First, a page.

5.4 Vibrating string: normal modes of vibration
The frequencies at which standing waves can be set up on a string are the string's natural frequencies. They can be determined quite easily. The first thing to note is that the end of the string being held by the person is tightly gripped so any pulse or wave that returns to the person's hand will be reflected and inverted. Therefore both ends of the string can be considered to be fixed and so must be at nodes of the standing wave. But you learned earlier that the distance between adjacent nodes is half a wavelength. So, the length of the string must be an exact number of half wavelengths. That is, the string must be one half wavelength long, two half wavelengths long (i.e. one whole wavelength long), three half wavelengths long, four half wavelengths long (i.e. two whole wavelengths long), etc. If the length of the string is denoted by L and the wavelength by λ, then this can be expressed in the following way:
This can be written more concisely as:
where n is an integer number (i.e. 1, 2, 3, 4, … ).
Rearranging this equation, we can show that the wavelengths of standing waves that can be set up on the string are therefore given by:
However, the frequency of a wave is related to its wavelength by the expression f = v/λ, where v is the wave speed. Therefore, the natural frequencies for the string are given by:
The different standing-wave patterns, known as normal modes of vibration, are shown in Figure 10. The solid and dashed lines indicate the positions of the string at opposite phase positions in the cycle. You should be able to see that for each normal mode the string contains an integer number of half wavelengths.
In the first mode (n = 1) there are nodes at either end of the string but no nodes elsewhere on the string. The frequency at which this standing-wave pattern will be set up is f = v/2L. The first mode is known as the fundamental mode and, for this reason, the first natural frequency tends to be referred to as the fundamental frequency.
In the second mode (n = 2) there are again nodes at either end of the string but now there is also a node in the middle of the string. The frequency at which this standing-wave pattern will be set up is f = v/L. This is twice the value of the fundamental frequency.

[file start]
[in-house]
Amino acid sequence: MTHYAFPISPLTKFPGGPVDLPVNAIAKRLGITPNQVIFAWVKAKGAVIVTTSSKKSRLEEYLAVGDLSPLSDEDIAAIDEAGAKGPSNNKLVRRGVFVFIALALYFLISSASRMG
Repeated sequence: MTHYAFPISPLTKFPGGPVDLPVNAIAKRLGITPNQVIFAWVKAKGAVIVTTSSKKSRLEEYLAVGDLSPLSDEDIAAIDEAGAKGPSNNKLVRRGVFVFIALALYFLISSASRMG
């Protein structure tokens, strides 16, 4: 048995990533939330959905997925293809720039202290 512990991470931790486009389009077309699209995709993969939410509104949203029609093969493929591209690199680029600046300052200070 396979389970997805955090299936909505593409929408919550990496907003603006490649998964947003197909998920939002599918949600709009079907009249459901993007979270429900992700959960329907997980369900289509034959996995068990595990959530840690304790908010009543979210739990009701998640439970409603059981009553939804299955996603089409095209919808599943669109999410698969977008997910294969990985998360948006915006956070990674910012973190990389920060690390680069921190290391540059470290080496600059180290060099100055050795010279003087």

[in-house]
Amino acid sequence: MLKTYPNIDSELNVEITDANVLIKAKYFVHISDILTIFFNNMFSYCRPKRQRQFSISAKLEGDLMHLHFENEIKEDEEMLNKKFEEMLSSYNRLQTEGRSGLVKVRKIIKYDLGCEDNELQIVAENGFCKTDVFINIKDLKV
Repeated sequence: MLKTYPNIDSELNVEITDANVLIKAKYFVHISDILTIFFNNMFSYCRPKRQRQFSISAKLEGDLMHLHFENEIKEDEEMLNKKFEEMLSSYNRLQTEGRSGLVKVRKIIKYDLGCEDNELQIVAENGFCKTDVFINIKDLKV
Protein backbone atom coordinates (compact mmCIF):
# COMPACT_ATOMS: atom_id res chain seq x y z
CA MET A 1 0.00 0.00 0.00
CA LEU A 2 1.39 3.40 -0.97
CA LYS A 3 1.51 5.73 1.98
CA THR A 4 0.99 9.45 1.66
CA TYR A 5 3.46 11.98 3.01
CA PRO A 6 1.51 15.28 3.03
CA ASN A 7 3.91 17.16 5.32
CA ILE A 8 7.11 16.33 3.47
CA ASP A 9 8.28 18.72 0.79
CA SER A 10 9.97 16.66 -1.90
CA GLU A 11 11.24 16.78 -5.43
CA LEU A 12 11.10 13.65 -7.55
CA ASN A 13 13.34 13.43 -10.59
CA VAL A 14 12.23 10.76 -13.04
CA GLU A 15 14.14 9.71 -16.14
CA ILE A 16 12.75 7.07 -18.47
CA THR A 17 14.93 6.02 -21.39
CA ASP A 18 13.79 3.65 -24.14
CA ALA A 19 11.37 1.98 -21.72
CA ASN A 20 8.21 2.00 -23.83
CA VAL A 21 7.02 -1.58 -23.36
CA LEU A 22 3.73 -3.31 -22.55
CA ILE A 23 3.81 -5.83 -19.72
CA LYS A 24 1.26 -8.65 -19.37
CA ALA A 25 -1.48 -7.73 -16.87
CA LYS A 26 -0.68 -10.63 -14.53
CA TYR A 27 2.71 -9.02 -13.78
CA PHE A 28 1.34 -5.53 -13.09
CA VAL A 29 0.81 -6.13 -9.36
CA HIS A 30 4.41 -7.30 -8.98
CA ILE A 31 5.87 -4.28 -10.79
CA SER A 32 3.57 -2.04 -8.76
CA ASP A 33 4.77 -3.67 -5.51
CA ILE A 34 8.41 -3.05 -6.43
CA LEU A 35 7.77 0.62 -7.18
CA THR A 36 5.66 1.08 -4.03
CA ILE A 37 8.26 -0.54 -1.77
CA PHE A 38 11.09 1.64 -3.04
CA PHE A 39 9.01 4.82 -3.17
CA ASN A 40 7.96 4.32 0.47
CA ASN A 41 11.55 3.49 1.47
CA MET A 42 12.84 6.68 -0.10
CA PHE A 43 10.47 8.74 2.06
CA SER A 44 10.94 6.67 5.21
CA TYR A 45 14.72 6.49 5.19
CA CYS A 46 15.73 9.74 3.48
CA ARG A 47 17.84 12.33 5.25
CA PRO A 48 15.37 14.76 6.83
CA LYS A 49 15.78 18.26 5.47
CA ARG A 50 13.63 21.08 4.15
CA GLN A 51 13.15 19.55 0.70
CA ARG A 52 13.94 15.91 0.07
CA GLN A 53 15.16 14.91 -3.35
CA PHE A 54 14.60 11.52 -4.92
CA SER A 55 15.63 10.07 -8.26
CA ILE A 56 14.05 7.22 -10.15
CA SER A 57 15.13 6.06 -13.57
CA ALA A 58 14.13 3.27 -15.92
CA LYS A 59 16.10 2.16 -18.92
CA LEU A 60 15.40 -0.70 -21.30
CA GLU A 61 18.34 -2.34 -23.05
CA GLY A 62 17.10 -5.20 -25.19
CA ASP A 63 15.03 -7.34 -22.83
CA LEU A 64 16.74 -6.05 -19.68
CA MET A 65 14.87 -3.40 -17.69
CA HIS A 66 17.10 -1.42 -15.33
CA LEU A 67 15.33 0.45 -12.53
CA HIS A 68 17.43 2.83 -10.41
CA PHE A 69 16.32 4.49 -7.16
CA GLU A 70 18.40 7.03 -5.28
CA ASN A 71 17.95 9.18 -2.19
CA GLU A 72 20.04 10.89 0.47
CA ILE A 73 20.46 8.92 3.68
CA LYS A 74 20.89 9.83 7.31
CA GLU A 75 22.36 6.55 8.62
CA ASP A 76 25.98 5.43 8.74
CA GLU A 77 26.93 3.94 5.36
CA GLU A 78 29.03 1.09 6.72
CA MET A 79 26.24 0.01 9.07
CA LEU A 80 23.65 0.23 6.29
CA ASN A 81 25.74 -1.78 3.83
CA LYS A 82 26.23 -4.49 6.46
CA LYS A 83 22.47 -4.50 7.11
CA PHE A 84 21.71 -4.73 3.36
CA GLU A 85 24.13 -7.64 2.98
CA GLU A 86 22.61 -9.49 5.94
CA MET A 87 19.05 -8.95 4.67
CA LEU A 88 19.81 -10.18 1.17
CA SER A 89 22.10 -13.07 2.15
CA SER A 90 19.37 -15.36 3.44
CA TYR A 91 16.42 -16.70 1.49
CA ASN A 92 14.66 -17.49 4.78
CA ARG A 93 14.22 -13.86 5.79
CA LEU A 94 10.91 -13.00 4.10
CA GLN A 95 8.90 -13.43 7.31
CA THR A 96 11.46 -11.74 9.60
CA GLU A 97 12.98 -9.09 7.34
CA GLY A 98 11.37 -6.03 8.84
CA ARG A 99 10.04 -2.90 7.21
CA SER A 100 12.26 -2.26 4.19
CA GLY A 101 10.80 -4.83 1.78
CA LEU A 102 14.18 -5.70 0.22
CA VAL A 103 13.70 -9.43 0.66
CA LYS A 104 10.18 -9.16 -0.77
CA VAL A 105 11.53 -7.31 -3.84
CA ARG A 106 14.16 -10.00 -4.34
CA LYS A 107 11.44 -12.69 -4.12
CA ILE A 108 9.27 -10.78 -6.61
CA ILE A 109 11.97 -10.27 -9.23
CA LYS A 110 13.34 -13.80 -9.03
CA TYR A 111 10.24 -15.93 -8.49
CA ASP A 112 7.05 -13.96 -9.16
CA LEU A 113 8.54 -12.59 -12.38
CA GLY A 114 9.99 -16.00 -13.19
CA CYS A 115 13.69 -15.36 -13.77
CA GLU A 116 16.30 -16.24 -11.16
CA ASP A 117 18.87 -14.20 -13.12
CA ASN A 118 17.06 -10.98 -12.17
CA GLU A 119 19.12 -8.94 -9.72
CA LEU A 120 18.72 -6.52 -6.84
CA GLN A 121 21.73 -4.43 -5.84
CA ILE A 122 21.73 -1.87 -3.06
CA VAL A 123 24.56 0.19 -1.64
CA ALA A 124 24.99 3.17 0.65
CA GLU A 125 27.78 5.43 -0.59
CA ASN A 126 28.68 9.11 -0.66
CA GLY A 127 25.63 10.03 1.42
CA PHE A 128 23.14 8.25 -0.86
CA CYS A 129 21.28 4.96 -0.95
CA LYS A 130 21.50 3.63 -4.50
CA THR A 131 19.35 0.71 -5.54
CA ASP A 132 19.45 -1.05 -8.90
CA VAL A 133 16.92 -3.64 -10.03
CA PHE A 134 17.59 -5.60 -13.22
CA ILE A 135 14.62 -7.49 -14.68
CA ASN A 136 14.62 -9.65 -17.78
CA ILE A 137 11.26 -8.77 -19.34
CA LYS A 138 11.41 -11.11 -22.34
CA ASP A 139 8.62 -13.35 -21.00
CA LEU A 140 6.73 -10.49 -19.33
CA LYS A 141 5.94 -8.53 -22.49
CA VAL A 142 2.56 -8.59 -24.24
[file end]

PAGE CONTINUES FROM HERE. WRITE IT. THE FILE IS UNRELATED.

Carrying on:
In the third mode (n = 3) there are nodes at either end of the string and two more nodes positioned along the string. The frequency at which this standing-wave pattern will be set up is f = 3v/2L. This is three times the value of the fundamental frequency.
In the fourth mode (n = 4) there are the anticipated nodes at either end of the string and three more positioned at equal distances along the string. The frequency at which this standing-wave pattern will be set up is f = 2v/L. This is four times the value of the fundamental frequency.
You may well be seeing a trend emerging here! The frequencies at which standing waves are set up on the string are harmonically related. If the frequency at which the first mode occurs is denoted f1, then the frequencies at which the second, third and fourth modes occur are 2f1, 3f1 and 4f1 respectively. This set of frequencies and its indefinite continuation (5f1, 6f1, 7f1 … ) is known as a harmonic series. The fact that its natural frequencies form a harmonic series makes the vibrating string one of the most useful means of producing musical sounds.
Calculate the first four natural frequencies of a 0.5 m long string that is fixed at each end. Assume the wave speed is 250 m/s.
First natural frequency f1 = v/2L = 250/(2 × 0.5) = 250 Hz.
Second natural frequency f2 = 2v/2L = (2 × 250)/(2 × 0.5) = 500 Hz.
Third natural frequency f3 = 3v/2L = (3 × 250)/(2 × 0.5) = 750 Hz.
Fourth natural frequency f4 = 4v/2L = (4 × 250)/(2 × 0.5) = 1000 Hz.